code

Learning to Code

Or how to code. Where you start depends on what you want to do with your skill.

For basic websites, here's a good guide for beginners learning html (the content) and css (the appearance). After you read the first page of the guide, hop on over to the website of the creator Shay Howe and go through his slides on the same subject. I thought the slides made the concepts easier to grasp. Or am I just too used to PowerPoint? Plus, I think some visuals on how code relates to output (I'm thinking literally a picture and arrows pointing from code to parts of the picture) would really help, too.

As you get more advanced, more resources for you:

Javascript

1. JS Fiddle 

2. Class on Javascript by Code Academy

Ruby

1. Rails for Zombies

2. Ruby Monk

3. A 15 minute tutorial

4. A very accessible guidebook - great on basics

For overall programming resources or how to program/code, there are a number of online courses and programs, like Treehouse.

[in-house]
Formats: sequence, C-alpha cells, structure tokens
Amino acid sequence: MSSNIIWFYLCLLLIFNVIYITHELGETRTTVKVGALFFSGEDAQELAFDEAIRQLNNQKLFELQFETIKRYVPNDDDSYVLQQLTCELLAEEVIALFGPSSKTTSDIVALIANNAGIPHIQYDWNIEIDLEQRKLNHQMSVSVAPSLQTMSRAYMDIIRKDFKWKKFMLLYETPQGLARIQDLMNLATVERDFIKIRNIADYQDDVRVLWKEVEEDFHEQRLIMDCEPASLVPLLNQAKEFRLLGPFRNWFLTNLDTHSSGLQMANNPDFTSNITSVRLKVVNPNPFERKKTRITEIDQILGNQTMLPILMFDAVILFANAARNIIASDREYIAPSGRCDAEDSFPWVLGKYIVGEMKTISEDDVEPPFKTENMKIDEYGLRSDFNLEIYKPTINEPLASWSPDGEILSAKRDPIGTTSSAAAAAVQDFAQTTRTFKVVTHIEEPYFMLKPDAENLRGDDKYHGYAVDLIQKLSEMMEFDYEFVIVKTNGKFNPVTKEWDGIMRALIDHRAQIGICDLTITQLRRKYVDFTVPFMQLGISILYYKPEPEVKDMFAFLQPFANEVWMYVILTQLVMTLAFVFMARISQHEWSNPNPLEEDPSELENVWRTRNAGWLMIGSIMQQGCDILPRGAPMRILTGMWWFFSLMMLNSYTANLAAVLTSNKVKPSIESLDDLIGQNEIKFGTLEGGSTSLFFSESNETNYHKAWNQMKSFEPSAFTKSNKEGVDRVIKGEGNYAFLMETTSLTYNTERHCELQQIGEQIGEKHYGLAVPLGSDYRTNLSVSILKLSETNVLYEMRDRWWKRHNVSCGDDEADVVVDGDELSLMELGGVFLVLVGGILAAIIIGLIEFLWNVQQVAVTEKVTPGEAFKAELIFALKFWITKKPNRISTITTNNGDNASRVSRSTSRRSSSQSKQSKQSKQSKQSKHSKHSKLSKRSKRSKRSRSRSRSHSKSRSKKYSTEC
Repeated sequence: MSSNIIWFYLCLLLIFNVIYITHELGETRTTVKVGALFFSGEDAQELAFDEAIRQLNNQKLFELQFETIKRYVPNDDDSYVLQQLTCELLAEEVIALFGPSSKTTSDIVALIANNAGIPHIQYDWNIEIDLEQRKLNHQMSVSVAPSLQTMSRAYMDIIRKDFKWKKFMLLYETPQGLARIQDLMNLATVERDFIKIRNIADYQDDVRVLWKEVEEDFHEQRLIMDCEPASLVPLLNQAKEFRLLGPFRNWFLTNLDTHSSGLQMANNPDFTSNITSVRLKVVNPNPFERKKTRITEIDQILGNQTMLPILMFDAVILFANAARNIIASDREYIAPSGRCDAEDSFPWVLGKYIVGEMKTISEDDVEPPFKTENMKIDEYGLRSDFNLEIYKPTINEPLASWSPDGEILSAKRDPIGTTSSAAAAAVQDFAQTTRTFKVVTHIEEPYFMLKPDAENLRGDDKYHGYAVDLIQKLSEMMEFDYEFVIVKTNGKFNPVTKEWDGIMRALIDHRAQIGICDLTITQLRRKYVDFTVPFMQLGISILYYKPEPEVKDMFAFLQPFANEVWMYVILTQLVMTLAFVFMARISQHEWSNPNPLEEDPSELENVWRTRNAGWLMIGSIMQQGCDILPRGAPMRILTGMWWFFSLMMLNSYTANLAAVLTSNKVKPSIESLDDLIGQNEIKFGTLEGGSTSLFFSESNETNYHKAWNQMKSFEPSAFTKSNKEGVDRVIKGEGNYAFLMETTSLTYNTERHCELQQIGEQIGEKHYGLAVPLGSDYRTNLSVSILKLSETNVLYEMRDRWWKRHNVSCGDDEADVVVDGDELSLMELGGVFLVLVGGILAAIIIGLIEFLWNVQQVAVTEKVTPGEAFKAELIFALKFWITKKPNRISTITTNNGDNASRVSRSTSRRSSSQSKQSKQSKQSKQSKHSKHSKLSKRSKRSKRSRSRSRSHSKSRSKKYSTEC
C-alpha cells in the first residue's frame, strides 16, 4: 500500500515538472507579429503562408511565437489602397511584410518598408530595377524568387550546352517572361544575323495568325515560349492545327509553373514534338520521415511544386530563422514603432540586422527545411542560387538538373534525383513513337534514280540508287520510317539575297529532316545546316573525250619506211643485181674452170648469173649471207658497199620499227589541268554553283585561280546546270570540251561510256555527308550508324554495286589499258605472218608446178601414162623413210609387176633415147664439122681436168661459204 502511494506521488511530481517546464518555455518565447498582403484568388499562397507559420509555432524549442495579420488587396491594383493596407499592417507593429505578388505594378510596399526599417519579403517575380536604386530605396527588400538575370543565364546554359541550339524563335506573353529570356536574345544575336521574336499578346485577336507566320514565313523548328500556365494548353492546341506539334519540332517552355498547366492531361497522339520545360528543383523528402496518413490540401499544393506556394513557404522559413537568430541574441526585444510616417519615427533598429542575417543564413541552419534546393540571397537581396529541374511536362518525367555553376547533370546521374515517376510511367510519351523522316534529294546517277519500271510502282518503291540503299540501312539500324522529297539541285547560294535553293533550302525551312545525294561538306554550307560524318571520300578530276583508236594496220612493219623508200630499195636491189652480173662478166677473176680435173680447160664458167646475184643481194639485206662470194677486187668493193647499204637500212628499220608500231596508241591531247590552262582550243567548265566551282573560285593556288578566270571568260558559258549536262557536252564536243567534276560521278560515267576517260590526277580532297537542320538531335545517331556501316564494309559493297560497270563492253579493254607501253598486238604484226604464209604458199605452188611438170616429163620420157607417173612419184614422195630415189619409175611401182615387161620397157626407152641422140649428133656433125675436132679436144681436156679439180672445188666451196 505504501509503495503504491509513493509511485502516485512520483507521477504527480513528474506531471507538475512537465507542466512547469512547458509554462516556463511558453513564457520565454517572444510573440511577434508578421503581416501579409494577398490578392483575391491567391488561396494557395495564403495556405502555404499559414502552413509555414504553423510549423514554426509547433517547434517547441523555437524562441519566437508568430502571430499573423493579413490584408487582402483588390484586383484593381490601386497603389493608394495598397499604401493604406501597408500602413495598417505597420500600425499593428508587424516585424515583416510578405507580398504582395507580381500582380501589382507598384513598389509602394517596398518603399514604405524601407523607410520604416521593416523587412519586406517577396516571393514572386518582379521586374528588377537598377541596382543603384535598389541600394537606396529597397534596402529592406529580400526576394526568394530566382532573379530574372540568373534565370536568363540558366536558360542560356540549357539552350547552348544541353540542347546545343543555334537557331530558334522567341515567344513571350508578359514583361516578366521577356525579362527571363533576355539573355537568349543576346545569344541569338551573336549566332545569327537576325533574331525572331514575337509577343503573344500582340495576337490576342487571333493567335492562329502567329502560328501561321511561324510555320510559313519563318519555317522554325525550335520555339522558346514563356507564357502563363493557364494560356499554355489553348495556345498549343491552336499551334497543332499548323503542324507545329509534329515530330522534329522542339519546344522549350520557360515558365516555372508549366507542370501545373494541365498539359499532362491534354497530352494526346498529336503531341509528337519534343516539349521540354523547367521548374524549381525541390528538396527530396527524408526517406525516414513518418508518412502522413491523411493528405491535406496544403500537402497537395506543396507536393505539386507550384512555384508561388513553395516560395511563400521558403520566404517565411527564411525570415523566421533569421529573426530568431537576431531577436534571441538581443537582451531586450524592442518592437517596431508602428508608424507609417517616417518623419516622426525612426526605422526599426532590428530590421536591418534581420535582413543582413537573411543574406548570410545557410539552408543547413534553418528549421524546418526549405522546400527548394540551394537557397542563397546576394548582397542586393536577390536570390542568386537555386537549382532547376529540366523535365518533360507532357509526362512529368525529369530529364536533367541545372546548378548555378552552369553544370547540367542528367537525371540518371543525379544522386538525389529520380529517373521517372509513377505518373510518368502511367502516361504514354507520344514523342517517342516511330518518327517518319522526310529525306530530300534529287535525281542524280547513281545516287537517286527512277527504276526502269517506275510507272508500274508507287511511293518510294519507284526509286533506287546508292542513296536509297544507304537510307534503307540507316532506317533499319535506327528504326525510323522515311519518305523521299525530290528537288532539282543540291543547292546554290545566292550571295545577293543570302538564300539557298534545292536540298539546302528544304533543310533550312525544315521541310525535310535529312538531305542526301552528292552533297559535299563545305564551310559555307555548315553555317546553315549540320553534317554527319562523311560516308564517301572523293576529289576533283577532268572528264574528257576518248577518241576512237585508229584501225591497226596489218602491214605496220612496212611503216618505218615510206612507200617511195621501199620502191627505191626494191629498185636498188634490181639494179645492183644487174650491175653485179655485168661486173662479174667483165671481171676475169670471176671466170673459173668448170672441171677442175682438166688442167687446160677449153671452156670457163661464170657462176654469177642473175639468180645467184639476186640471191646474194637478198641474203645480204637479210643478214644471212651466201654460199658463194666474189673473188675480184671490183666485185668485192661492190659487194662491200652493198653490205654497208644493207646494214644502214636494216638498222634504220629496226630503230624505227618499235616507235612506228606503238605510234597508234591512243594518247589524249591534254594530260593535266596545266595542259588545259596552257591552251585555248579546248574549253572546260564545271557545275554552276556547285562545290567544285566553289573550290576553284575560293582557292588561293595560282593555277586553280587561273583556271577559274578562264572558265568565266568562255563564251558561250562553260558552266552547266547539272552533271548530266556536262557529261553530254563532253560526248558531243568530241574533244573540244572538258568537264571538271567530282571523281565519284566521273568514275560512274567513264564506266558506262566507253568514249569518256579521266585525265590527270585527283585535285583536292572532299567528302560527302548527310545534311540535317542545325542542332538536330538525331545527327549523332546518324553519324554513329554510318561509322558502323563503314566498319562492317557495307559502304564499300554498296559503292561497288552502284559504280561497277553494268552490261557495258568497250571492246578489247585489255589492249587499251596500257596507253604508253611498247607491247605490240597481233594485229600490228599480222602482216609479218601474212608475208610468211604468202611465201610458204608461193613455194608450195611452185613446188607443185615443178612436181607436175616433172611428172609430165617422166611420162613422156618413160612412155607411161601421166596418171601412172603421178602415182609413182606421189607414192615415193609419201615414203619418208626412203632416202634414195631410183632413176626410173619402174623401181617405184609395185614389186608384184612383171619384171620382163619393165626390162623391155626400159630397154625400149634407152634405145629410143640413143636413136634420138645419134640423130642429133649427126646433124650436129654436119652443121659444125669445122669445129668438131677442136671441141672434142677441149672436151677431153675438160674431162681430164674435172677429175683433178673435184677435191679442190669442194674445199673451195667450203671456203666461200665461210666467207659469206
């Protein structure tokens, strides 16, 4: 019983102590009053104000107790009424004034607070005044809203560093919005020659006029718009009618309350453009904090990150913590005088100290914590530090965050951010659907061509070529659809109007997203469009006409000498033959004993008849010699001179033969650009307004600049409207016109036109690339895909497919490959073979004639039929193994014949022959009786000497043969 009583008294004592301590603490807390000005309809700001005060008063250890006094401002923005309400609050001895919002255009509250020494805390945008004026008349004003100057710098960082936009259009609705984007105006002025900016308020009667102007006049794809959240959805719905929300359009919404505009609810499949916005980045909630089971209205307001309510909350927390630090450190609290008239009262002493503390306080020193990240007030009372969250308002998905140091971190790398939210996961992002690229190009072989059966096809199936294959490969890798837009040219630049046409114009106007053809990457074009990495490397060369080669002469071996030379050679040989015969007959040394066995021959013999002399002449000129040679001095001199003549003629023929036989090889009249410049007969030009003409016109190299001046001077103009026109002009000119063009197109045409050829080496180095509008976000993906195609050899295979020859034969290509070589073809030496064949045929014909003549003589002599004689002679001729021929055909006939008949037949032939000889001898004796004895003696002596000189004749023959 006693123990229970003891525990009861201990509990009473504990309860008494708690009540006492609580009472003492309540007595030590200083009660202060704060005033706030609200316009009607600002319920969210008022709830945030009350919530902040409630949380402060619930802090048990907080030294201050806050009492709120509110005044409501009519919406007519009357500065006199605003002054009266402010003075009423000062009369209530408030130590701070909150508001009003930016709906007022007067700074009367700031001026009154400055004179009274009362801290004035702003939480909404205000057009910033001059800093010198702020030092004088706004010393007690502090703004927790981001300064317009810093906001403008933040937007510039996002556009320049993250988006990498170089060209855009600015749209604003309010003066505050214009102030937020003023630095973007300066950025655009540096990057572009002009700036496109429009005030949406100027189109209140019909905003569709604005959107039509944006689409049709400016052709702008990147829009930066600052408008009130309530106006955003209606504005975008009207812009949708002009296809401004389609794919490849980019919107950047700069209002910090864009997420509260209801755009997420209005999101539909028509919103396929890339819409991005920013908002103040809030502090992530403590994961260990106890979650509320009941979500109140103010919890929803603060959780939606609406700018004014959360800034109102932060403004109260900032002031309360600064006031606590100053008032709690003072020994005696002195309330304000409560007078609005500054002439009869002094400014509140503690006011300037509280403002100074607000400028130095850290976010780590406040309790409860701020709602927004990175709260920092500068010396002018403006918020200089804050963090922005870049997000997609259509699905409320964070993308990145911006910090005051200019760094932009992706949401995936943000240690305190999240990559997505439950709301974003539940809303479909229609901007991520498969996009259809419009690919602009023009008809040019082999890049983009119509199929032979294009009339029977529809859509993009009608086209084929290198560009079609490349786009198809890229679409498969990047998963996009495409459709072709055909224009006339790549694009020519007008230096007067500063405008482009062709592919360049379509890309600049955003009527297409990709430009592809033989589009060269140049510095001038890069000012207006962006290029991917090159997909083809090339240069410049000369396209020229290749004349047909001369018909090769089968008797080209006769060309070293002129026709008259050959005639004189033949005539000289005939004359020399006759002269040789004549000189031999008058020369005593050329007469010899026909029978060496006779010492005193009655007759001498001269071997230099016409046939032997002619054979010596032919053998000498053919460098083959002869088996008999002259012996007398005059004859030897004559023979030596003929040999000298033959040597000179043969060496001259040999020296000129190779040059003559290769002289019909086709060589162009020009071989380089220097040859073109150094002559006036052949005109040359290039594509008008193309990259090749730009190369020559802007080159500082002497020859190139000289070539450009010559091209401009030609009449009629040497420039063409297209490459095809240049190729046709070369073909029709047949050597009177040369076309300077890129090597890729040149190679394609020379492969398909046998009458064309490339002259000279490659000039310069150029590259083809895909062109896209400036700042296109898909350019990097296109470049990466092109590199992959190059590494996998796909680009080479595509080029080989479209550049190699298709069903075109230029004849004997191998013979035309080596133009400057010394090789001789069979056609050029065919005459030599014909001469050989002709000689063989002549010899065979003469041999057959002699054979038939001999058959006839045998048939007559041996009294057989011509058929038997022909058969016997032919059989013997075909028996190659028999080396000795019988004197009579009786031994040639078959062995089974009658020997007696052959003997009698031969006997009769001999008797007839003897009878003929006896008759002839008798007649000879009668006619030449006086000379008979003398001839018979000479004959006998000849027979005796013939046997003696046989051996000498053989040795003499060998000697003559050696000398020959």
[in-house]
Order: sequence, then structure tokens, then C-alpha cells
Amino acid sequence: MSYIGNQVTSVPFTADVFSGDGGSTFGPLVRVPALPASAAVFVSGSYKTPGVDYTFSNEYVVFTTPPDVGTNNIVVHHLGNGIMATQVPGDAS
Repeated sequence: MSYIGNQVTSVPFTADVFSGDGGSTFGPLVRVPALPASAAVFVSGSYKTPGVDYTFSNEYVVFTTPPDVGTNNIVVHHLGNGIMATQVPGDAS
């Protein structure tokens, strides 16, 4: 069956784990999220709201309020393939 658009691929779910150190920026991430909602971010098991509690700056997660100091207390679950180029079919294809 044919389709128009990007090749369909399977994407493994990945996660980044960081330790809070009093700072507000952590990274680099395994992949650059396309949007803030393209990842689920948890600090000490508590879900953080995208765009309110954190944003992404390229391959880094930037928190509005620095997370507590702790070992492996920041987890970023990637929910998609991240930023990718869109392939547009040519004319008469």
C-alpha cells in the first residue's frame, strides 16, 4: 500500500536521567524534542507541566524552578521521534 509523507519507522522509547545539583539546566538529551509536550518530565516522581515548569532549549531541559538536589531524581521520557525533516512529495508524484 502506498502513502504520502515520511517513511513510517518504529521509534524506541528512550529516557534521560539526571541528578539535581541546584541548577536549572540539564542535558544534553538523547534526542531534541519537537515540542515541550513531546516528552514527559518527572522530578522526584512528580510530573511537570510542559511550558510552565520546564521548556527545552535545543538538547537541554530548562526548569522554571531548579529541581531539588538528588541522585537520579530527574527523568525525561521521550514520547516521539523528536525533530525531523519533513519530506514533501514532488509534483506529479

What would you build if you could program? What are you building?

More Ways to Learn to Code

There are so many ways today to increase your technology skills and even learn to code. 

1. Team Treehouse and their new packaging Code Racer,

2. CodeAcademy.org - not to be confused with

3. Codecademy.com,

4. Dev Boot Camp in San Francisco,

5. Lynda.com,

6. Rails for Zombies,

7. Coder Dojo,

8. Udacity.com,

9. Girl Develop It,

10. Hackademia.com,

11. CodeHS,

12. Eloquent Javascript,

13. Programr,

14. Code Avengers, and

15. Code School.

While CodeAcademy and the Dev Boot Camp are in person, the others are purely online. I've been trying the online versions and finding that it may be my age, but I do better when in a classroom environment. It's less convenient, to be sure, to travel to a class and block out the time, but I find that when left to my own devices, I don't do the work as consistently as I would like. There are so many distractions online!

It's something I think about with respect to the Valley mantra about how technology is going to change education for children. Online classes may be great for the disciplined, motivated and well-behaved, but what about the rest of us?

Creating Your Own Website Easily

I know, you can use Tumbler, WordPress, Squarespace, Wix, or Shopify, to name a few, but sometimes these tools don't cut it. What you need is a website with more functionality. Where to start?

Well, you can teach yourself. Here are two handy dandy resources:

1. W3Schools Online Web Tutorials

2. Bootstrap

Word of Caution: these do require some mental effort and a willingness to learn techy talk.